Affordable Care Act (Obamacare) myths: “It’s bad for small businesses”

One of the many Republican knocks against the Affordable Care Act [Obamacare] is that it “hurts small businesses.” But, on closer examination, “Obamacare” may be the best thing Washington has done for small businesses in decades, says James Surowieki, in an article in the New Yorker.

Republicans have tried to scare small business owners and aspiring entrepreneurs into thinking that the Affordable Care Act will hurt profits. But they’d be wrong.

First, some background:

…the overwhelming majority of American businesses—96 percent—have fewer than 50 employees. The employer mandate doesn’t touch them. And more than 90 percent of the companies above that threshold already offer health insurance. Only three percent are in the zone [between 40 and 75 employees] where the threshold will be an issue.

Contrary to Republican propaganda, Obamacare actually offers significant upsides for small businesses, including:

Making it easier for people to start their own companies.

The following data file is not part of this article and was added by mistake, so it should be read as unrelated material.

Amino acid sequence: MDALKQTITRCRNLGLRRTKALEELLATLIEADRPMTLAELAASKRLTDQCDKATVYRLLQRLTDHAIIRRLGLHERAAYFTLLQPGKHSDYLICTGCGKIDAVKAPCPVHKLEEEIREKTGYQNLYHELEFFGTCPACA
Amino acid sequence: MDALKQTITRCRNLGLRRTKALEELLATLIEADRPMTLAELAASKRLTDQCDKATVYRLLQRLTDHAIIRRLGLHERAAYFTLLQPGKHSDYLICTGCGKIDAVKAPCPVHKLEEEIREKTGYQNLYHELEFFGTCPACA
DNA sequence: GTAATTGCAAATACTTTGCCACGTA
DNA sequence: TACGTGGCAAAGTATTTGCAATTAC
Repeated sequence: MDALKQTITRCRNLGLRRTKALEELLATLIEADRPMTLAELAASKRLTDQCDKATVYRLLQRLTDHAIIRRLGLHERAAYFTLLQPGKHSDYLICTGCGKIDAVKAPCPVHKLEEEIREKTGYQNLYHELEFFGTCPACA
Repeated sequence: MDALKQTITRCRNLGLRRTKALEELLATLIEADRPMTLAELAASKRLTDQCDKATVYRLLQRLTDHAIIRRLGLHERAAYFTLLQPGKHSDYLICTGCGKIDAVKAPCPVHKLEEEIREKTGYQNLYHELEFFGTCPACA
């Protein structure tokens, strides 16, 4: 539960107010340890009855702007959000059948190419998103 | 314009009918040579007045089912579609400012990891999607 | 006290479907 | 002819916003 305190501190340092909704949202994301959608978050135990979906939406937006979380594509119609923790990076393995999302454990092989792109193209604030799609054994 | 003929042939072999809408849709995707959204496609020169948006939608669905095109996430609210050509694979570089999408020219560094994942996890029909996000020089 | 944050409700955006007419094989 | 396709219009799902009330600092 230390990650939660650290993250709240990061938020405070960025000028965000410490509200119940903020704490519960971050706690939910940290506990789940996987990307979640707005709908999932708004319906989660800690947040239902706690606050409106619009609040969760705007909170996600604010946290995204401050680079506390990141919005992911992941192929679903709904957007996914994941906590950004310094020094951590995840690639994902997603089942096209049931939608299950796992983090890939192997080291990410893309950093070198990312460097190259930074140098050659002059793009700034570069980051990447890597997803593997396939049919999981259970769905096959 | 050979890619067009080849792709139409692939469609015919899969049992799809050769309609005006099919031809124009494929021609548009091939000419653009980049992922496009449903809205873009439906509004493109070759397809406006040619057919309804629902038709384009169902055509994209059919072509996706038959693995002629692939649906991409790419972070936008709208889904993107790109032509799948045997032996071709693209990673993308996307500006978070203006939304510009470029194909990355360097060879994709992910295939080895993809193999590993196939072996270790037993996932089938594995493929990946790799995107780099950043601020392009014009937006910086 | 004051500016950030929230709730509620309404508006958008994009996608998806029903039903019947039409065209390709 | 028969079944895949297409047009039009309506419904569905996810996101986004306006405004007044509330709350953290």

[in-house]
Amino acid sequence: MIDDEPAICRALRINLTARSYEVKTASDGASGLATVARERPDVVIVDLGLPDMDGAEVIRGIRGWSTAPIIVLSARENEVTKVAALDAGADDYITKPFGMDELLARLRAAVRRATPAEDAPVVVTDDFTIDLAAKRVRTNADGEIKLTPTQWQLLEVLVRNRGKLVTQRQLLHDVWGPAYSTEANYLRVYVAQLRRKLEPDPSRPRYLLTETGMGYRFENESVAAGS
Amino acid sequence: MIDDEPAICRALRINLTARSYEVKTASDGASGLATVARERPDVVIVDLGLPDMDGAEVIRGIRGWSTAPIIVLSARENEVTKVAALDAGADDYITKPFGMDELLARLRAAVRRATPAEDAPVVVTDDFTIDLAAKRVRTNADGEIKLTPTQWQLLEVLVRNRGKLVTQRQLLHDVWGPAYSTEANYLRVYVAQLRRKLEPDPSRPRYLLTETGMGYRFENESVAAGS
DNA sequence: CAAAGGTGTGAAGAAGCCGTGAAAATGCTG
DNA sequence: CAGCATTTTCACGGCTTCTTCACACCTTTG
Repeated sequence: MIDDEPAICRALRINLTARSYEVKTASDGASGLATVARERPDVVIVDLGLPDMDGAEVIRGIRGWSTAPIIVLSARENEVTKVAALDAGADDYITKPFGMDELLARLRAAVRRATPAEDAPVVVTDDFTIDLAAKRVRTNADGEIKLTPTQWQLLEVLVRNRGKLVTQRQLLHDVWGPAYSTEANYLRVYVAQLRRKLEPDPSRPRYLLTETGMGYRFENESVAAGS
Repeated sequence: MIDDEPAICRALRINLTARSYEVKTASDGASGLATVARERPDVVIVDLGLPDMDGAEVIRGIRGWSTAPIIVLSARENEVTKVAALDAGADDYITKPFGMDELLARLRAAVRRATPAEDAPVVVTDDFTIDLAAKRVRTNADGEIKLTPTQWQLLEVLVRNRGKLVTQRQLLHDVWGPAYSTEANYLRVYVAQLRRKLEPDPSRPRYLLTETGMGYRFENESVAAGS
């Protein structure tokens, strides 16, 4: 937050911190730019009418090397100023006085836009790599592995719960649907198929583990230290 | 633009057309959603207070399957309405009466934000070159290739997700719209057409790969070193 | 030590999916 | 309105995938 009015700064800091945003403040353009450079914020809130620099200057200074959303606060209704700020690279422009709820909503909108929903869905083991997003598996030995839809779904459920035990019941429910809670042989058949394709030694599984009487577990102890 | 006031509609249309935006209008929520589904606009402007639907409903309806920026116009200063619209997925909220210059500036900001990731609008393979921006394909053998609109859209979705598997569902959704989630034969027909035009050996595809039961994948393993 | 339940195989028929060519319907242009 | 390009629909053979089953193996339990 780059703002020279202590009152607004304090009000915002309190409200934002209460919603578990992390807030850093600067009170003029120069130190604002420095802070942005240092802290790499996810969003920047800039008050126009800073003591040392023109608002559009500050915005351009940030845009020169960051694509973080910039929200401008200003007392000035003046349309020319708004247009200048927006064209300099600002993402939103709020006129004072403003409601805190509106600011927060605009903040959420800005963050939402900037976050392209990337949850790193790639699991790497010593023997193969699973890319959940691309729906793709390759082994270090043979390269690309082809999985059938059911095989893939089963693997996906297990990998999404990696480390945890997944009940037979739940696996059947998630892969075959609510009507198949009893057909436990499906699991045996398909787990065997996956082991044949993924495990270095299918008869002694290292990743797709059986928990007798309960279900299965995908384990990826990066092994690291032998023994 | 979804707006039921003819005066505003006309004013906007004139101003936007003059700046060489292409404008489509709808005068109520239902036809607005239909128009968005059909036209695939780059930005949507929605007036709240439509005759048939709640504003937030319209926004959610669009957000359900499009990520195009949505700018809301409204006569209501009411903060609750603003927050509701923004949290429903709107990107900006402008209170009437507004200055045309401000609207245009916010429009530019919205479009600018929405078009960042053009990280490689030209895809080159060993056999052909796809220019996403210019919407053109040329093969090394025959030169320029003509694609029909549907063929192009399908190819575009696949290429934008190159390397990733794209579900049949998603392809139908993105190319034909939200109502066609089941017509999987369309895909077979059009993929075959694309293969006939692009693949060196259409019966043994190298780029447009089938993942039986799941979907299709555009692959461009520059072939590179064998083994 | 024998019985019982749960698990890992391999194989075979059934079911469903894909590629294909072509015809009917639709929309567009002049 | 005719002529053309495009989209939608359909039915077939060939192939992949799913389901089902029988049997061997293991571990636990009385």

Starting a small business has always been a risky proposition in the U.S., because you couldn’t be sure of finding affordable health insurance. As Surowiecki puts it:

In the U.S. we pride ourselves on our entrepreneurial spirit, be we’ve had this bizarre disincentive in the system that keeps people from starting new businesses.  Purely for the sake of health insurance, people stay in jobs they aren’t suited for—a phenomenon that economists call “job lock.” With the new law,  job lock goes away. Anyone who wants to start a business can do so independent of the health-care costs.

Helping small businesses with health-care costs.

Our current system—in which most Americans get their health insurance through work is fine for big employers, since large workforces make possible the pooling fo risk that any healthy insurance market requires. But small businesses often face so-called “experience rating”: a business with a lot of women or older workers face high premiums..No wonder that fewer than half the companies with under 50 employees insure them, and that half of uninsured workers work for small businesses or are self-employed. In fact, a full quarter of small-business owners are uninsured, too.

Obamacare changes all this. It provides tax credits to smaller businesses that want to insure their employees. And it requires “community rating” for small businesses, just as it does for individuals, sharply restricting insurers’ ability to charge a company  more because it has employees with higher health costs. And small-business exchanges will in effect allow companies to pool their risks to get better rates. You’re really taking the benefits that big companies enjoy, and letting small businesses tap into that.